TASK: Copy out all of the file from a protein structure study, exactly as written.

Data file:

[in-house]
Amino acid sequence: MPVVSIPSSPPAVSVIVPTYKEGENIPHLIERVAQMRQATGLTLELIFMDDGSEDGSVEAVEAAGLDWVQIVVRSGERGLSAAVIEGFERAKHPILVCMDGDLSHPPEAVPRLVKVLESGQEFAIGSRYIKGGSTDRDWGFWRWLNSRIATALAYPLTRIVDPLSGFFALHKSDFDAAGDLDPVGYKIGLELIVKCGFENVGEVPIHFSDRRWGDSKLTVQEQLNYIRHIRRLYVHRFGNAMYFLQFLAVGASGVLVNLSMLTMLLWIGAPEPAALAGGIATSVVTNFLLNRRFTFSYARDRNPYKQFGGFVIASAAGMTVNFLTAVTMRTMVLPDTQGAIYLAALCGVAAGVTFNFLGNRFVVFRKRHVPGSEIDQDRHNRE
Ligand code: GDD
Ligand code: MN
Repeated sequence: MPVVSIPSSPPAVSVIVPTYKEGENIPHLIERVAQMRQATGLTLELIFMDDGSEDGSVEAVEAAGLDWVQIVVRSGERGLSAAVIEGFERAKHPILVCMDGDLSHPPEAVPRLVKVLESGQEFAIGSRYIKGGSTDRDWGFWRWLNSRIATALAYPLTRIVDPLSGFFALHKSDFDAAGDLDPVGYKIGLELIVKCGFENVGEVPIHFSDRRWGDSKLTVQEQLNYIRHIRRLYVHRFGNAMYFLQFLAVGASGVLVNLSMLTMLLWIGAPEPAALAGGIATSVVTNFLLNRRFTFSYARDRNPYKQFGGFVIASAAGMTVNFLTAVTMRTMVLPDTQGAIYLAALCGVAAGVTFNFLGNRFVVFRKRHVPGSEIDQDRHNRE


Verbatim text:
[in-house]
Amino acid sequence: MPVVSIPSSPPAVSVIVPTYKEGENIPHLIERVAQMRQATGLTLELIFMDDGSEDGSVEAVEAAGLDWVQIVVRSGERGLSAAVIEGFERAKHPILVCMDGDLSHPPEAVPRLVKVLESGQEFAIGSRYIKGGSTDRDWGFWRWLNSRIATALAYPLTRIVDPLSGFFALHKSDFDAAGDLDPVGYKIGLELIVKCGFENVGEVPIHFSDRRWGDSKLTVQEQLNYIRHIRRLYVHRFGNAMYFLQFLAVGASGVLVNLSMLTMLLWIGAPEPAALAGGIATSVVTNFLLNRRFTFSYARDRNPYKQFGGFVIASAAGMTVNFLTAVTMRTMVLPDTQGAIYLAALCGVAAGVTFNFLGNRFVVFRKRHVPGSEIDQDRHNRE
Ligand code: GDD
Ligand code: MN
Repeated sequence: MPVVSIPSSPPAVSVIVPTYKEGENIPHLIERVAQMRQATGLTLELIFMDDGSEDGSVEAVEAAGLDWVQIVVRSGERGLSAAVIEGFERAKHPILVCMDGDLSHPPEAVPRLVKVLESGQEFAIGSRYIKGGSTDRDWGFWRWLNSRIATALAYPLTRIVDPLSGFFALHKSDFDAAGDLDPVGYKIGLELIVKCGFENVGEVPIHFSDRRWGDSKLTVQEQLNYIRHIRRLYVHRFGNAMYFLQFLAVGASGVLVNLSMLTMLLWIGAPEPAALAGGIATSVVTNFLLNRRFTFSYARDRNPYKQFGGFVIASAAGMTVNFLTAVTMRTMVLPDTQGAIYLAALCGVAAGVTFNFLGNRFVVFRKRHVPGSEIDQDRHNRE